The COVID-19 pandemic interrupted an above-average cyclical transition in the construction industry and changed the demand drivers for recovery. Construction was performing well late into the cycle, experiencing a surge in activity across many sectors in the first quarter of 2020, particularly in the new residential segment. As the pandemic spread to North America, many active projects have been deemed “essential” by government authorities, but new business permits were withheld.

*Editor’s Note –   At DuckerFrontier, our Building & Construction industry experts are constantly in communication with industry participants who report a positive outlook for the construction industry coming out of the COVID-19 pandemic. Managing Principal Chris Fisher shares his latest insights on construction demand following the current recessionary period. Click below to access our latest Building and Construction articles:

DuckerFrontier’s Building & Construction experts have broken down our expectations for residential new construction, residential remodeling, and nonresidential new construction through 2021 and provided insights into the post-pandemic landscape for the industry.

Residential New Construction: We have seen mixed activity in new home construction due to policy differences across states and confusion around “essential” classifications. Builders and contractors are struggling to obtain permits for both new and in-process projects, with few communities offering virtual inspections. Both companies and workers want to remain in operation, though new policy regulations have created uncertainty and often confusion around guidelines.

As states reopened, the mortgage industry still recovering from a five-year low, saw application to purchase homes rise 5% for the week and were a remarkable 33% higher than a year ago, according to the Mortgage Bankers Association’s. This could be a sign of a housing led recovery and illustrates the significant gap in housing the industry still needs to address.

New data from pending home sales (both existing and new) is good news for the housing industry, but likely a short-term affect. Our analysis indicates these buyers represent migration impact out of urban high rise living into suburban, detached living, plus sellers being more receptive and acting on offers quickly due to the crisis.  As the economic impacts of unemployment, consumer cash reverse catches up we see challenges in credit and loan qualifications in the future. The long-standing trend still supports the need for variety of housing options, typically outside urban mega centers, particularly for entry level homes.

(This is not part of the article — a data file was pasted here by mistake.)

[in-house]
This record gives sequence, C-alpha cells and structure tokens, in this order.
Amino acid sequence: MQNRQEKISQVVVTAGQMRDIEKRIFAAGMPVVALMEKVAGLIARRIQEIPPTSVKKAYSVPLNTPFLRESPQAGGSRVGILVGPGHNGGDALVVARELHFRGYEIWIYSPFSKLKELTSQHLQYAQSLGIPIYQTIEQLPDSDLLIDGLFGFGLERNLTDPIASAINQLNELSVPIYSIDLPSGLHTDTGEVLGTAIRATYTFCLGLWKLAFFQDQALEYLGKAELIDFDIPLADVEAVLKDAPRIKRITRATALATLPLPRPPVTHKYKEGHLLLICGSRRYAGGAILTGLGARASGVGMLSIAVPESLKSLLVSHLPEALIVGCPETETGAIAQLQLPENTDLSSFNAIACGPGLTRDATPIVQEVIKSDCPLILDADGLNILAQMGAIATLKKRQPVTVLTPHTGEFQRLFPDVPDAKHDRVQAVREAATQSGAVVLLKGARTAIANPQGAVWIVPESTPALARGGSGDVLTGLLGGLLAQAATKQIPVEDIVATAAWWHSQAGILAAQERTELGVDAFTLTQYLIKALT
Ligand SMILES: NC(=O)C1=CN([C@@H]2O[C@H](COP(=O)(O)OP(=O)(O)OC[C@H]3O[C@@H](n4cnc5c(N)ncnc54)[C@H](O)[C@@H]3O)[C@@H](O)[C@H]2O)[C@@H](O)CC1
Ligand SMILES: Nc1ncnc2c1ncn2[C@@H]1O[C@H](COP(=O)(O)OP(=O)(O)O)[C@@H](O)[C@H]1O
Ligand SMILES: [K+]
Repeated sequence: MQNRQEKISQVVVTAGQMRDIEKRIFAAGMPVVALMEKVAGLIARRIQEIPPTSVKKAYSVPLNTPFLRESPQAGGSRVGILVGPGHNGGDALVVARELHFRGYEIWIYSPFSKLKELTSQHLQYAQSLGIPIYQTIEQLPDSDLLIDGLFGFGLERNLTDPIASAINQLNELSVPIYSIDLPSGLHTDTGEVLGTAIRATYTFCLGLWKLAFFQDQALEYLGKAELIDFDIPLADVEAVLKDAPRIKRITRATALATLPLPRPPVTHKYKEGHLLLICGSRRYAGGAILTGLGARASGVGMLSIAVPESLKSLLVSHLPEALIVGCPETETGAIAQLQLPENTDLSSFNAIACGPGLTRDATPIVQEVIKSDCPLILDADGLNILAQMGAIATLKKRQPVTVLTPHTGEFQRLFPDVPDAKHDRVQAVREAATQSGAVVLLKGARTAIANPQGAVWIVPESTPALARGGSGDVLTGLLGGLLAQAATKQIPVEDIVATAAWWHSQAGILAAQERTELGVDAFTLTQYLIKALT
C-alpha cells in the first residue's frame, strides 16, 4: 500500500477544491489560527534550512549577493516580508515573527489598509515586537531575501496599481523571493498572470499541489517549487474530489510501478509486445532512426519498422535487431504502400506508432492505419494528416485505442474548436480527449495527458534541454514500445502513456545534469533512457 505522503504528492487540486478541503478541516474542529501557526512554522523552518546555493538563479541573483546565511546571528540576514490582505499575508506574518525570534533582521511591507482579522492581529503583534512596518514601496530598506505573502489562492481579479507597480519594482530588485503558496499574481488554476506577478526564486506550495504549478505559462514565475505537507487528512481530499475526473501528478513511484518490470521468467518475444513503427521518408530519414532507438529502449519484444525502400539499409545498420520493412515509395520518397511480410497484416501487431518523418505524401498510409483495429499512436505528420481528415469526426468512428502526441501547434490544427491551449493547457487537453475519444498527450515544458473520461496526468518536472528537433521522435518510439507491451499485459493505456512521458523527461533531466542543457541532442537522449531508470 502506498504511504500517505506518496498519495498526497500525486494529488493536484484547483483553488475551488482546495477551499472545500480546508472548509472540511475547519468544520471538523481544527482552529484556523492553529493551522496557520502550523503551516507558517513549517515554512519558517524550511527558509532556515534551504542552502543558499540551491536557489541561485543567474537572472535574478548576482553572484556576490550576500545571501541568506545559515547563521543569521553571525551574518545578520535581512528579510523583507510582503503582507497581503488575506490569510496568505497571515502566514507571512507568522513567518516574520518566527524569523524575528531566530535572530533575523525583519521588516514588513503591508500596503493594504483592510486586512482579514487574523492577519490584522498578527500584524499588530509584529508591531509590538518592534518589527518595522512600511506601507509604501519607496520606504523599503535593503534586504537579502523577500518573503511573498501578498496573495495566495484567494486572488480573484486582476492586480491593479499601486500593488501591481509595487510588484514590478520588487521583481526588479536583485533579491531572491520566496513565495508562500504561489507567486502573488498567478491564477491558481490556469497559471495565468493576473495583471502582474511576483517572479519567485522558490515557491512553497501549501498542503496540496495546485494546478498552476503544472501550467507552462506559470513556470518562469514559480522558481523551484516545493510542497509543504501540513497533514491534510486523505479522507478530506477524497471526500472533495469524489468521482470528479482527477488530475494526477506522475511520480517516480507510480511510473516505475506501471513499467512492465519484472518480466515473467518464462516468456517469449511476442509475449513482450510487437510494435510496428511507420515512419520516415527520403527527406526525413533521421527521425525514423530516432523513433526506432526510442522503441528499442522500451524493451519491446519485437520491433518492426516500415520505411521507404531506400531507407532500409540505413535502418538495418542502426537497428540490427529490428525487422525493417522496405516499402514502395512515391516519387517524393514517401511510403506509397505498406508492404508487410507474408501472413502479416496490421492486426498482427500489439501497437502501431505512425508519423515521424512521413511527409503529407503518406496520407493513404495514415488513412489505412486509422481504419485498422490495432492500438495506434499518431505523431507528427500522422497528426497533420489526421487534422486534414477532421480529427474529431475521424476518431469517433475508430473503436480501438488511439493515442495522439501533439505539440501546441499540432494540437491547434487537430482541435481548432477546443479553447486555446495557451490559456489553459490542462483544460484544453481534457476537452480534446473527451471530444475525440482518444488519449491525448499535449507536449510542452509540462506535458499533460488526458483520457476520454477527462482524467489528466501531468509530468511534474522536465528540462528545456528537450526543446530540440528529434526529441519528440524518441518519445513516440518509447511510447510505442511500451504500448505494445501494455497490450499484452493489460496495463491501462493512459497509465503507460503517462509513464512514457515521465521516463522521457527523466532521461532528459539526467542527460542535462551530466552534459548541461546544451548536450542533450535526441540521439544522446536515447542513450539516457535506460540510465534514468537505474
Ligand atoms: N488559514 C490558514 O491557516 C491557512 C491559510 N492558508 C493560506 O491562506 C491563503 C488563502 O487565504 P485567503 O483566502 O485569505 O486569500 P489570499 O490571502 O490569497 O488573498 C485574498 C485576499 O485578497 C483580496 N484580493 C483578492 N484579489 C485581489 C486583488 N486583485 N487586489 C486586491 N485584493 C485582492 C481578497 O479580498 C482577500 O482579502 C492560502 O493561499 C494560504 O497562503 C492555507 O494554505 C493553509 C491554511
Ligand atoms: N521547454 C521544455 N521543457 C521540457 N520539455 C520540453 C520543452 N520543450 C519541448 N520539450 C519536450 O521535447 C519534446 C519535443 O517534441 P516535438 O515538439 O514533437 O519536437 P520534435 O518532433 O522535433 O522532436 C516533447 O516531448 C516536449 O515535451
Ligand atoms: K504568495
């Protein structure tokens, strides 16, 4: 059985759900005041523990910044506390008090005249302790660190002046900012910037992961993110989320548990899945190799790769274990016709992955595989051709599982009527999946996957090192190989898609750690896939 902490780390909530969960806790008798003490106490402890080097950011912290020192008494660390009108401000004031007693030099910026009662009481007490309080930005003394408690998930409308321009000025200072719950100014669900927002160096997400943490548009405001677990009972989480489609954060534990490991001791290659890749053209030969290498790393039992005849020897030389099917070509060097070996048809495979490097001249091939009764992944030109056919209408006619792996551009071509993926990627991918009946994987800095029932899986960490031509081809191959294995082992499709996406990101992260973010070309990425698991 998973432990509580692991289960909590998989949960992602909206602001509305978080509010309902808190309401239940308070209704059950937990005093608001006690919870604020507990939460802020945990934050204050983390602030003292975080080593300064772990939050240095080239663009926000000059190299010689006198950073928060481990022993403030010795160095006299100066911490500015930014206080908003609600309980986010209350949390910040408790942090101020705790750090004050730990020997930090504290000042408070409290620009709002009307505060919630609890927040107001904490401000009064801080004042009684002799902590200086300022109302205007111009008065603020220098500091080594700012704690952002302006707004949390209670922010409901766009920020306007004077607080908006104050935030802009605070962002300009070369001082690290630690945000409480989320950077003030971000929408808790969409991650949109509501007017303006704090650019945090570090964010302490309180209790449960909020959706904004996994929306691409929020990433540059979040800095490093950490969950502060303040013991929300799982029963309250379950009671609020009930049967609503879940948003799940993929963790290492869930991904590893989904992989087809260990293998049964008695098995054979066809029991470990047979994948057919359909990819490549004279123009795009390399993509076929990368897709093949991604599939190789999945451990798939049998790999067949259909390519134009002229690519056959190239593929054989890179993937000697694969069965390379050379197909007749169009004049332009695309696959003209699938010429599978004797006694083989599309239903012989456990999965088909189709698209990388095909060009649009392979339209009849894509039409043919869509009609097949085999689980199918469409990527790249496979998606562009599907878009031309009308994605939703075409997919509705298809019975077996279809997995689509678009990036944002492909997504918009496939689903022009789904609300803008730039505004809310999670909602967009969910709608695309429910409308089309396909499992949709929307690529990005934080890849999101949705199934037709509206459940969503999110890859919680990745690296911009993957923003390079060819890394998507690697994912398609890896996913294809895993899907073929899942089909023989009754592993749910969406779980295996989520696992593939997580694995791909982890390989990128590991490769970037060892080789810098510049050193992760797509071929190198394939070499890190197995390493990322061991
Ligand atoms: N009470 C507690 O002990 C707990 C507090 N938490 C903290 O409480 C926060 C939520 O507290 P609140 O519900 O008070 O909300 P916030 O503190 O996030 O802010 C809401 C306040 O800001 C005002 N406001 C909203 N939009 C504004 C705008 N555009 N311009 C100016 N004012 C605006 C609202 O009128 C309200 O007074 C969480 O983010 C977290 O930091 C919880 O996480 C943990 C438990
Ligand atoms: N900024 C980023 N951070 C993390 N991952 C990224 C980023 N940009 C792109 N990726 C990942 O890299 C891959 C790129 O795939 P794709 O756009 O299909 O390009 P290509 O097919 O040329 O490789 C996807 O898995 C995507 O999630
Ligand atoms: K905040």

Residential Remodeling: Functional and performance repairs and remodels are continuing, while less critical luxury updates are slowing, and new planning has ceased altogether. Homeowners in high COVID-19 case regions are limiting contractor access or entrance into homes and are prioritizing DIY projects as families are staying home.

Nonresidential New Construction: All segments of nonresidential building typically decline in recessionary conditions. Design build projects are moving out phases of construction to deal with local regulations and labor. Architectural firms report new project delays or projects are put on hold, yet 30% are continuing, many with purpose redesign inquiries. Design and development firms are planning for innovation in healthcare facility design post-pandemic.

The Post-Pandemic Construction Environment

The construction landscape post-pandemic is still a mystery, though the industry will face a new set of challenges and practices leading to an uneven recovery. Unemployment and consumer confidence are likely to have a significant impact on consumers’ intent and ability to purchase a new home, though historically, custom home building has recovered the quickest after a recessionary period. Pent-up demand leading into the crisis will weaken or shift into rental solutions and potentially last into the middle of the next cycle.